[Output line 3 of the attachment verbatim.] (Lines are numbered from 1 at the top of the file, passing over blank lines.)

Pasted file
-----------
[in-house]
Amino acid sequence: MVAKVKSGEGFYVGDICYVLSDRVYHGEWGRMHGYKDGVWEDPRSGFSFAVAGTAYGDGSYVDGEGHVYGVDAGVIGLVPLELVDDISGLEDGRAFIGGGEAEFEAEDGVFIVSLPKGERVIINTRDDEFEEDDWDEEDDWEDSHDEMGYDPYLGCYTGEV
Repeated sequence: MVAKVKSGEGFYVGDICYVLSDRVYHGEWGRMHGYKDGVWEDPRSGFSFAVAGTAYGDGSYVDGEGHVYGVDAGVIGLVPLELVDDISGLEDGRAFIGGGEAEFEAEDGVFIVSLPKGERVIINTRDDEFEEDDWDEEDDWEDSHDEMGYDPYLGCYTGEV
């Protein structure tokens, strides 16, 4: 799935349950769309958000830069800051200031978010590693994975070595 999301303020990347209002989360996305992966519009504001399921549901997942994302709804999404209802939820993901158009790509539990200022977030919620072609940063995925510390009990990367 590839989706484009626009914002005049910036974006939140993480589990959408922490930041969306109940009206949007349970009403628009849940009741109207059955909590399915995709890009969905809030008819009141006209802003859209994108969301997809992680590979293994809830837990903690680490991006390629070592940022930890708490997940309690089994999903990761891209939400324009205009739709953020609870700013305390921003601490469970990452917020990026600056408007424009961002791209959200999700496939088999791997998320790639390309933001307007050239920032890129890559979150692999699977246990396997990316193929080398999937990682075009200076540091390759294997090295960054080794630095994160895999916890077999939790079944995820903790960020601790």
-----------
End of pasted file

Repeated sequence: MVAKVKSGEGFYVGDICYVLSDRVYHGEWGRMHGYKDGVWEDPRSGFSFAVAGTAYGDGSYVDGEGHVYGVDAGVIGLVPLELVDDISGLEDGRAFIGGGEAEFEAEDGVFIVSLPKGERVIINTRDDEFEEDDWDEEDDWEDSHDEMGYDPYLGCYTGEV